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Louis Philippe In America
The future French king asked Washington for directions and got an arduous tour of a new nation’s wilderness
April 1969 | Volume 20, Issue 3
Louis Philippe, Duc d’Orléans, destined to be king of the French from 1830 to 1848, spent more than three years in American exile, from 1796 to 1800. Greedily curious, he and his two younger brothers travelled many thousands of miles in the United States, from Maine to New Orleans. The original record of their journey, long vainly sought, was discovered in 1955, when Mme. Marguerite Castillan du Perron gained access to the Orléans family papers in the strong room of Coutts’s Bank, London. She found locked in that grim prison an autograph travel journal of the future king. The substance of the record she reported in her Louis-Philippe et la Révolution Française (1963). The information she provides, added to our previous knowledge and many local memories, permits us to reconstitute the noble gentlemen’s adventures. —M. B.
The dukes of Orléans, Princes of the Blood, were cousins of the Bourbon kings. For a century and a half they stood, impatient, on the lower steps of the throne, as the Bourbons produced many daughters and few .sons, and those sickly, early to quit the world. By 1790 Louis Philippe Joseph, Due d’Orléans, counted only five male Bourbons between him and the royal seat. In the Revolution he proclaimed himself a liberal, courted popularity, and, rechristened Citoyen Egalité, voted in the Convention, in January, 1793, for the execution of King Louis XVI. But liberalism could not save him; he too was guillotined in the same year, hated alike by the radicals as a rich patrician and by the world’s gentlefolk as a regicide and fratricide. All his accessible property was confiscated.
Philippe Egalité had displayed his advanced views in the education of his three sons. They were put in the charge of a remarkable woman, Mme. de Genlis, poet, novelist, musician, and theorist of education according to the doctrines of Rousseau. The boys learned by doing, by games and dramatizations. At lunch they talked only English, at dinner, Italian. They absorbed botany and German by tending their own garden plots under the eye of a monoglot German gardener. They were toughened by sports, by wearing lead-soled shoes on long walks, by sleeping on the floor with a single blanket, by carrying their own washing water to the top lloor of their château. They worked with the peasants in vintage time and practiced manual trades. Louis Philippe, the eldest, was an excellent cabinetmaker, and proudly constructed an armoire and a table with sweetly sliding drawers. He learned the elements of medicine from a surgeon and served for a time as a hospital orderly. This was an education not only for the life of privilege; it was an education for adversity, an education of foreboding. The governess “l)rought us up with ferocity,” remembered Louis Philippe; and she: “He was a prince and I made him a man, slow and 1 made him clever, a coward and I made him brave; but I could not make him generous.”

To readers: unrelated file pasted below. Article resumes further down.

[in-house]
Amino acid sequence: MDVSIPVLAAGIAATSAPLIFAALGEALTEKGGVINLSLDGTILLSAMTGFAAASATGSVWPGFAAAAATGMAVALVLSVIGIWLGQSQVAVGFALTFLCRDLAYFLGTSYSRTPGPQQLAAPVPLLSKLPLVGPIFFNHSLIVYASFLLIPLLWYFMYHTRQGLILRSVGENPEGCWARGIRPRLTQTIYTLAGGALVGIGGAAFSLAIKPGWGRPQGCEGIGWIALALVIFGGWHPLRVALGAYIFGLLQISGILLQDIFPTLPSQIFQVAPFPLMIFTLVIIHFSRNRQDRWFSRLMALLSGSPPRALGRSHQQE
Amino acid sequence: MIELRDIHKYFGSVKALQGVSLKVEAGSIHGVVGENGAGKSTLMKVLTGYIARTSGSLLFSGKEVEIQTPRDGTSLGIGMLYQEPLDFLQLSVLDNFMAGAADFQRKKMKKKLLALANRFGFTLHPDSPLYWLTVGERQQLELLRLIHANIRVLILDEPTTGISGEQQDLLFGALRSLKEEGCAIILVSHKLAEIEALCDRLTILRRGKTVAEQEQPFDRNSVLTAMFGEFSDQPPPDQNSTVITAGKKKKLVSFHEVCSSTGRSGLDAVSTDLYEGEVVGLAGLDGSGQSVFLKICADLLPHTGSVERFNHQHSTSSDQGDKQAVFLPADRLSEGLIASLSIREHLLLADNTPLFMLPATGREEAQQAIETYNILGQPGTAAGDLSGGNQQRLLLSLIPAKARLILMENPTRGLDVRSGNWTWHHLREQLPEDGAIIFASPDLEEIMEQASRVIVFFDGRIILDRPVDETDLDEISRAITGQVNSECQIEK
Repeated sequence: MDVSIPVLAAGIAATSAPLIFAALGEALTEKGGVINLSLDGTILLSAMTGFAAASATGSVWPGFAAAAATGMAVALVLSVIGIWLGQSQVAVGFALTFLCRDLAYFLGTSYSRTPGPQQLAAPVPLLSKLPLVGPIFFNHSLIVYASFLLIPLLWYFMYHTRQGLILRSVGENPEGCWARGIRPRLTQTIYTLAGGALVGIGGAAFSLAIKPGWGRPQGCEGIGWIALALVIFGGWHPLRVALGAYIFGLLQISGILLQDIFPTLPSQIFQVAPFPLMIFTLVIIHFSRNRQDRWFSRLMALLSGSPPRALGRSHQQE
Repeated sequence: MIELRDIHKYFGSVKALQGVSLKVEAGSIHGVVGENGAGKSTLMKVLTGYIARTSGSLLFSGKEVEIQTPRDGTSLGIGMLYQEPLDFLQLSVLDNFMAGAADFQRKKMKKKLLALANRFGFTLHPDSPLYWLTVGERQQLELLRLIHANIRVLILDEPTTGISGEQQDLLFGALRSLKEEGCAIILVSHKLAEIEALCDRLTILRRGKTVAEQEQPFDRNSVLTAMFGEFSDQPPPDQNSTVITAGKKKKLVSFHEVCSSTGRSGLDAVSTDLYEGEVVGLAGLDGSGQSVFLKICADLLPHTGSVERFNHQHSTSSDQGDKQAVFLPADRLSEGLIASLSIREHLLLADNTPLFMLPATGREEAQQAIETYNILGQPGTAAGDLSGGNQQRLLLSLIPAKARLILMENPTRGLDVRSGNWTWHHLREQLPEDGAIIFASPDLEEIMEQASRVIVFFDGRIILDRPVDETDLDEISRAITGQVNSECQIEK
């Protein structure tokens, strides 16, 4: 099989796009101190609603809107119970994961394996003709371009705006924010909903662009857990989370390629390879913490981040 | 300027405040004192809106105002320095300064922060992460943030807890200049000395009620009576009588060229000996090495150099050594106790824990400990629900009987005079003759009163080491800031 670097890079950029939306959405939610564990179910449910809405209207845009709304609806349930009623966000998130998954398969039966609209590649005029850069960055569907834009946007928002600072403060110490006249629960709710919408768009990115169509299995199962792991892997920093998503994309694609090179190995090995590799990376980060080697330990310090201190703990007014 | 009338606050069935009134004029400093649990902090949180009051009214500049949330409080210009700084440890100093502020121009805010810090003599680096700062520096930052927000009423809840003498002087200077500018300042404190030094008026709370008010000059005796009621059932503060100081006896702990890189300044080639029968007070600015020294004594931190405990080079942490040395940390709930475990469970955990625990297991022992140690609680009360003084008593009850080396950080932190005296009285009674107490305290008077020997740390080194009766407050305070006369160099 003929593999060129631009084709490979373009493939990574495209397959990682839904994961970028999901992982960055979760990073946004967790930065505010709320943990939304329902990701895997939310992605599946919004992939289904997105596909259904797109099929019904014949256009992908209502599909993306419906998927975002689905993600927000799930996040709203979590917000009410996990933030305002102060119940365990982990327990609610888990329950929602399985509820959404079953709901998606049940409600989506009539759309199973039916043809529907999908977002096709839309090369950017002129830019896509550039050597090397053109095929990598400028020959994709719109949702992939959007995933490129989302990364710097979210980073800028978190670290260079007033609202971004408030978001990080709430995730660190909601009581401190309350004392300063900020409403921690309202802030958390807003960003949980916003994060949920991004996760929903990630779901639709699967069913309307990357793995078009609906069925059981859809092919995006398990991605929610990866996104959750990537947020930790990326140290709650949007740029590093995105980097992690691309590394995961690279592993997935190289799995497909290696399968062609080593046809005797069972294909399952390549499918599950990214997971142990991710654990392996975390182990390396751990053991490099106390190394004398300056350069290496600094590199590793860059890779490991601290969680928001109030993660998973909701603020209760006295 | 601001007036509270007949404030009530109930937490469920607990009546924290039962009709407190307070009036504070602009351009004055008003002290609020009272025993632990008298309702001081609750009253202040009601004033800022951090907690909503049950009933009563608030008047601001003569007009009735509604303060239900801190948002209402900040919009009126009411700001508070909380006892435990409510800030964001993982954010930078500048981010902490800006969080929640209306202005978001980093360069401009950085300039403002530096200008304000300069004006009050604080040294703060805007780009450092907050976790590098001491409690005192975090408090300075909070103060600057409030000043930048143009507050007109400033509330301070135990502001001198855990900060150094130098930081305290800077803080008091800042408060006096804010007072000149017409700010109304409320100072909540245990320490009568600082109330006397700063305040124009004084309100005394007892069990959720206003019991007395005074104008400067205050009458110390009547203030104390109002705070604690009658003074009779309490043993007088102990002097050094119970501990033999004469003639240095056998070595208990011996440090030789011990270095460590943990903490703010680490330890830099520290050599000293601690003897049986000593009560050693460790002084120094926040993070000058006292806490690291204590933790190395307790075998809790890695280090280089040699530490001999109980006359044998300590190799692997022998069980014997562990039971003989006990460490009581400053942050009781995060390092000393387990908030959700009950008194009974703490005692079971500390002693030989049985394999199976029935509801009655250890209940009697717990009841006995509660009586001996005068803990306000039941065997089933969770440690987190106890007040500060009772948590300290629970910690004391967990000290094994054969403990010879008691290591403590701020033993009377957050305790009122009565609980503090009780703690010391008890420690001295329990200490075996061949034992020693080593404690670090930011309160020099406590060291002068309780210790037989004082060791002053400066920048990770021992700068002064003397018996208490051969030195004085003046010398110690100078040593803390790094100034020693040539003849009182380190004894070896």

Louis-Philippe, sixteen at the outbreak of the Revolution in 1789, joined the left-wing jacobin Club and the freethinking Masons. He entered the army as a colonel, and as lieutenant general fought well in battles against the coalition of European powers. But the excesses of the Paris terrorists and the guillotining of King Louis XVI revolted him; in April, 1793, he Hed to the Austrian lines. He was universally distrusted, by the republicans as a renegade, by the royalists as an ex-Jacobin and son of the infamous Philippe Egalité. He was in danger. Hc was also nearly penniless, though the son of once the richest man in France. He took refuge in Switzerland under an assumed name, and with a loyal manservant, Baudoin, made a walking tour, sleeping often in barns and eating what country food the two could afford. He found a post teaching French and mathematics in a Catholic school at Reichenau. He also busied himself getting the cook with child and was discharged, not so much for his ollense against morality as for causing the breakdown of the school kitchen.
He had to wander on. Collecting some of his father’s funds from London, in 1795 he made with the devoted Baudoin a journey to Lapland and the North Cape, a very unusual tourist trip in his time. He was sheltered briefly by a missionary and left his host’s sister-in-law with a royal souvenir, male.
He spent the winter in Germany, under various aliases, while his mother negotiated a deal with the French Directory. His younger brothers, the Duc de Montpensier and the Duc de Beaujolais, were imprisoned in Marseilles. The Directory wanted them out of the way, but not necessarily dead; the vogue of the guillotine had passed. The Directory engaged to release the brothers if they would intern themselves, with Louis Philippe, in America. The arrangement was made, though there was a little money difficulty. Gouverneur Morris, who had been American minister to France, came to the rescue with an advance of $4,000 to Louis Philippe, and later increased his loan to $13,000. (The debts were repaid with interest in 1816 and 1818, when the Orleans fortunes had turned.)